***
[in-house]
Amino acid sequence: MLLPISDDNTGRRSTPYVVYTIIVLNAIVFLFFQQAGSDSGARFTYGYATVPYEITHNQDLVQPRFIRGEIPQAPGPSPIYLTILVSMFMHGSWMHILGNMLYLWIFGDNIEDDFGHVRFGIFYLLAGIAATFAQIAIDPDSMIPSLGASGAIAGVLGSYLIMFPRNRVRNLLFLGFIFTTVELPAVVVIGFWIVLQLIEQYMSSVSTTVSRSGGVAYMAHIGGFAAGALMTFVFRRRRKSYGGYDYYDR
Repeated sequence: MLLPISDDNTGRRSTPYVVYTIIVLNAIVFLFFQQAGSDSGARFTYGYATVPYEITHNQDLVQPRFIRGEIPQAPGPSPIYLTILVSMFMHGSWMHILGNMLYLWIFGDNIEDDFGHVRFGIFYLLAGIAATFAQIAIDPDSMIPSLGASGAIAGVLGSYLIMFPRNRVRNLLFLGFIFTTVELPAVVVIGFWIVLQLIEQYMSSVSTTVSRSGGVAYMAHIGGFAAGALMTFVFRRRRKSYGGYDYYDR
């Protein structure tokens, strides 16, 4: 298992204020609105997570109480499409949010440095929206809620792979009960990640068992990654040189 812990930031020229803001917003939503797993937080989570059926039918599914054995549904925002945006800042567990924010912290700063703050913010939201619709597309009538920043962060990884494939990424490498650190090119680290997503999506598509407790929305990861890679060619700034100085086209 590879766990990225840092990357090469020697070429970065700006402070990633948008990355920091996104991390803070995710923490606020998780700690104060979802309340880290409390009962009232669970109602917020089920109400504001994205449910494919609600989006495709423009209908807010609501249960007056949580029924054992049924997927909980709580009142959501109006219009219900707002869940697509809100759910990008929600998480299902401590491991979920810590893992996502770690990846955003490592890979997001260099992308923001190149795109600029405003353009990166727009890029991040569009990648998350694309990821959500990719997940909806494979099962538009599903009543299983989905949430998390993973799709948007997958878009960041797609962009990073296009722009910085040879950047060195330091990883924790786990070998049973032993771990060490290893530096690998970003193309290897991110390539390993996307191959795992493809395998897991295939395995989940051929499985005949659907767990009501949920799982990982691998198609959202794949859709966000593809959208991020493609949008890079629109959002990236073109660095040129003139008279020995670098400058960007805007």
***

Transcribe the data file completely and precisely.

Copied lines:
[in-house]
Amino acid sequence: MLLPISDDNTGRRSTPYVVYTIIVLNAIVFLFFQQAGSDSGARFTYGYATVPYEITHNQDLVQPRFIRGEIPQAPGPSPIYLTILVSMFMHGSWMHILGNMLYLWIFGDNIEDDFGHVRFGIFYLLAGIAATFAQIAIDPDSMIPSLGASGAIAGVLGSYLIMFPRNRVRNLLFLGFIFTTVELPAVVVIGFWIVLQLIEQYMSSVSTTVSRSGGVAYMAHIGGFAAGALMTFVFRRRRKSYGGYDYYDR
Repeated sequence: MLLPISDDNTGRRSTPYVVYTIIVLNAIVFLFFQQAGSDSGARFTYGYATVPYEITHNQDLVQPRFIRGEIPQAPGPSPIYLTILVSMFMHGSWMHILGNMLYLWIFGDNIEDDFGHVRFGIFYLLAGIAATFAQIAIDPDSMIPSLGASGAIAGVLGSYLIMFPRNRVRNLLFLGFIFTTVELPAVVVIGFWIVLQLIEQYMSSVSTTVSRSGGVAYMAHIGGFAAGALMTFVFRRRRKSYGGYDYYDR
């Protein structure tokens, strides 16, 4: 298992204020609105997570109480499409949010440095929206809620792979009960990640068992990654040189 812990930031020229803001917003939503797993937080989570059926039918599914054995549904925002945006800042567990924010912290700063703050913010939201619709597309009538920043962060990884494939990424490498650190090119680290997503999506598509407790929305990861890679060619700034100085086209 590879766990990225840092990357090469020697070429970065700006402070990633948008990355920091996104991390803070995710923490606020998780700690104060979802309340880290409390009962009232669970109602917020089920109400504001994205449910494919609600989006495709423009209908807010609501249960007056949580029924054992049924997927909980709580009142959501109006219009219900707002869940697509809100759910990008929600998480299902401590491991979920810590893992996502770690990846955003490592890979997001260099992308923001190149795109600029405003353009990166727009890029991040569009990648998350694309990821959500990719997940909806494979099962538009599903009543299983989905949430998390993973799709948007997958878009960041797609962009990073296009722009910085040879950047060195330091990883924790786990070998049973032993771990060490290893530096690998970003193309290897991110390539390993996307191959795992493809395998897991295939395995989940051929499985005949659907767990009501949920799982990982691998198609959202794949859709966000593809959208991020493609949008890079629109959002990236073109660095040129003139008279020995670098400058960007805007």